On December 2, 2020, the Centers for Medicare & Medicaid Services (CMS) published the final "Sprint Regulations," reinterpreting key aspects of the federal physician self-referral or "Stark" law.1 Most of the Sprint Regulations took effect January 19, 2021.2
However, the effective date for certain changes to the Stark law's "group practice" rules was deferred to January 1, 2022, in order to allow physician groups time to adjust their compensation models to align with the new requirements. If your group has not already addressed these issues, now is the time.
The Stark law prohibits a physician from referring Medicare patients for specified "designated health services" (DHS) to an entity with which the physician (or a member of the physician's immediate family) has a financial relationship unless an exception applies.3 Many medical groups rely on the Stark law's in-office ancillary services (IOAS) exception to permit their physicians to refer DHS for which the group bills Medicare.4
To take advantage of the IOAS exception, a medical group must qualify as a Stark "group practice," which requires, among other things, restrictions on the allocation of DHS profits.5 The Sprint Regulations provided a number of clarifications to the group practice profit allocation rules, including:
- Confirming that profit allocations and productivity bonuses may indirectly take into account the volume or value of referrals.
- Revising the definition of "overall profits" to mean the profits derived from all DHS of any component of the group that consists of at least five physicians.
- Clarifying that the profits from all of the DHS of the group (or a subset of at least five physicians in the group) must be aggregated and then distributed. A group practice cannot distribute profits from DHS on a service-by-service basis (also known as "split pooling").
- Removing the reference to Medicaid from the provision deeming certain methods for distributing profit shares to be permissible. Revenues derived from DHS can be distributed based on the distribution methodology used for revenue attributed to services that are not Medicare DHS and will not be considered DHS if they were payable by Medicare.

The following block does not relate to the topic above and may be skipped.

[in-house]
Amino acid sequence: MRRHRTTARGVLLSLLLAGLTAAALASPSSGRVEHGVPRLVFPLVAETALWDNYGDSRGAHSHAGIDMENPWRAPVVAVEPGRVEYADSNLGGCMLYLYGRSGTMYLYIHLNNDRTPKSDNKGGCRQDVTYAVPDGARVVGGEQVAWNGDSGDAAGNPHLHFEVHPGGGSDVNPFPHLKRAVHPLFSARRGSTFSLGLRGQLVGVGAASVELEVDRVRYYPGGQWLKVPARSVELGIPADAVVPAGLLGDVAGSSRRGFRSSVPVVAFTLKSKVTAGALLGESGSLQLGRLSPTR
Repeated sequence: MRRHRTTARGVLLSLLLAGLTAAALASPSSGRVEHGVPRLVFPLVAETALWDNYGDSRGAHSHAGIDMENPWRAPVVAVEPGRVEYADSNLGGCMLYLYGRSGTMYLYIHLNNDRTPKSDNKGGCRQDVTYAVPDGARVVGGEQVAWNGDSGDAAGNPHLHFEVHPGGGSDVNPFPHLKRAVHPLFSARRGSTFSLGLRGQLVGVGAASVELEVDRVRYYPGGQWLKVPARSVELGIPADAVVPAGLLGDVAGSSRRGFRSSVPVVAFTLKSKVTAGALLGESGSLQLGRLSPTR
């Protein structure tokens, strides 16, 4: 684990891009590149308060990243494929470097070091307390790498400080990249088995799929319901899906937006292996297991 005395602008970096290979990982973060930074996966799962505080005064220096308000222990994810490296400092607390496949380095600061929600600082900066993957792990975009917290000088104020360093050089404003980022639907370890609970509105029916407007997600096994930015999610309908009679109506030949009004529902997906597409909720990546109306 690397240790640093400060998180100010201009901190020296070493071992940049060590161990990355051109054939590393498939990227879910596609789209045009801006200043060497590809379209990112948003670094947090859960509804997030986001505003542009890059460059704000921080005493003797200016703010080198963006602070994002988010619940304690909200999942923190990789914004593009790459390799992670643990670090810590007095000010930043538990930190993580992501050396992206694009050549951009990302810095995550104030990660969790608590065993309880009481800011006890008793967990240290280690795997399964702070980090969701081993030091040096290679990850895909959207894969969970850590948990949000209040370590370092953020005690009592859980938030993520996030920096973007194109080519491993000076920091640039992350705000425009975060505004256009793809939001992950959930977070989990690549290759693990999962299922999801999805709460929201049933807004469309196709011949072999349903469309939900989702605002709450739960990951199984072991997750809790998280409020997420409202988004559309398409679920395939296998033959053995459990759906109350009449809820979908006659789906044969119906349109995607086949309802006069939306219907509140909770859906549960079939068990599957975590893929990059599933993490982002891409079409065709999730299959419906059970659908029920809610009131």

- Harmonizing the requirements for paying productivity bonuses with the provisions addressing the distribution of overall profits.6
The new prohibition on "split pooling" merits special attention. The group practice rules prohibit group practices from distributing DHS profits in a manner directly tied to DHS referrals. To satisfy this requirement, some group practices allocate DHS profits on a service-by-service basis, segregating profits by service line and adopting a unique allocation methodology for each pool of profits.
Starting January 1, 2022, this method of allocating DHS profits will no longer be Stark compliant. The Sprint Regulations require all revenue and expenses from all DHS service lines to be aggregated and then distributed using the same methodology.
Groups may segregate and allocate DHS profits generated by sub-pools or "pods" of at least five physicians and are permitted to use different profit allocation methodologies among the pods. However, within each pod, groups must use the same compliant methodology. Some examples of permissible methodologies include allocating DHS profits on a per capita basis or based on personal professional productivity (excluding DHS revenues).
Now is the time for medical group practices to revisit their physician compensation plans to ensure compliance with the Sprint Regulations by January 1, 2022. The Stark law's group practice rules require profit allocation methodologies used by group practices to be set in advance of receipt of payment for services underlying the profits.7 Failure to take action in the coming months could result in serious financial consequences for your practice.
Please contact the authors or any member of Davis Wright Tremaine's healthcare regulatory practice group with any questions.
1 85 Fed. Reg. 77,492 (December 2, 2020).
2 The Sprint Regulations were drafted to take effect January 19, 2021. However, the incoming Biden Administration discovered that their implementation timeline violates the Congressional Review Act's requirement that major administrative rules take effect 60 days after publication in the Federal Register or after Congress receives them, whichever comes later. This may result in new effective dates.
3 42 U.S.C. § 1395nn.
4 42 C.F.R. § 411.355(b).
5 42 C.F.R. § 411.352.
6 See 85 Fed. Reg. 77,492 at 77,561–62.
7 42 C.F.R. § 411.352(e).